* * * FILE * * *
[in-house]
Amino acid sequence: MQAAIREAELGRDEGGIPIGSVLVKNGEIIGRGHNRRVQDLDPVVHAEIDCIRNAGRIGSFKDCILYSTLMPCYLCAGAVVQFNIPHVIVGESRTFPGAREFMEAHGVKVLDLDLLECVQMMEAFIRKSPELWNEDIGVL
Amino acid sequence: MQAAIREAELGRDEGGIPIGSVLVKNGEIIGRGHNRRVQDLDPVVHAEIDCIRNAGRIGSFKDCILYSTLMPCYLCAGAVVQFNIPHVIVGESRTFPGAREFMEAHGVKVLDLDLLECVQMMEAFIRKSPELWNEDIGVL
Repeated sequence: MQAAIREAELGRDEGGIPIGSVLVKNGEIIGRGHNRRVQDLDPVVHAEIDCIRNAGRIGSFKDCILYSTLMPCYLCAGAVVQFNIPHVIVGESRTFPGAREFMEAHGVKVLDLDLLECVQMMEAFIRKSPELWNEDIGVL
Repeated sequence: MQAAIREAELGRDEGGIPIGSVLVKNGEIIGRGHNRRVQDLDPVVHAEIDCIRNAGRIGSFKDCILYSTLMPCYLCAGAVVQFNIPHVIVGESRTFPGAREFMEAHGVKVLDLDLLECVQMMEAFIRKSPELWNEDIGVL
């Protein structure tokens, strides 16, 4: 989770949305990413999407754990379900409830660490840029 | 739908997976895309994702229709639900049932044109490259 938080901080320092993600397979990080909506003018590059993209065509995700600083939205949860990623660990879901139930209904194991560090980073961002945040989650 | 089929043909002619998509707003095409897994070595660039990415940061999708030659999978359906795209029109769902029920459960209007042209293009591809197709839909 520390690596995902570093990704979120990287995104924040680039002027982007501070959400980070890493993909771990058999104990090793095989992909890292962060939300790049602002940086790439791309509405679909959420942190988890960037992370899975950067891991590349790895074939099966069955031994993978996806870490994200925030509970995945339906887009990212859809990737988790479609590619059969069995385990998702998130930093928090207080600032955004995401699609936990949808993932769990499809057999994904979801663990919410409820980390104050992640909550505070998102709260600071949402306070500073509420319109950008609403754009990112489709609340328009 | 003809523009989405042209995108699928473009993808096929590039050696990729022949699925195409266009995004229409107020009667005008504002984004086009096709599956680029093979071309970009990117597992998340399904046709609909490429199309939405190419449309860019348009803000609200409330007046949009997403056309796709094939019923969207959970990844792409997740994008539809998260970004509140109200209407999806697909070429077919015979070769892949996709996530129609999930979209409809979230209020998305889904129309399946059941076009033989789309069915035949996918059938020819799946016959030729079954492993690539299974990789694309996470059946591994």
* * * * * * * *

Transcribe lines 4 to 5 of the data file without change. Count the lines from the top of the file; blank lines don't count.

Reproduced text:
Repeated sequence: MQAAIREAELGRDEGGIPIGSVLVKNGEIIGRGHNRRVQDLDPVVHAEIDCIRNAGRIGSFKDCILYSTLMPCYLCAGAVVQFNIPHVIVGESRTFPGAREFMEAHGVKVLDLDLLECVQMMEAFIRKSPELWNEDIGVL
Repeated sequence: MQAAIREAELGRDEGGIPIGSVLVKNGEIIGRGHNRRVQDLDPVVHAEIDCIRNAGRIGSFKDCILYSTLMPCYLCAGAVVQFNIPHVIVGESRTFPGAREFMEAHGVKVLDLDLLECVQMMEAFIRKSPELWNEDIGVL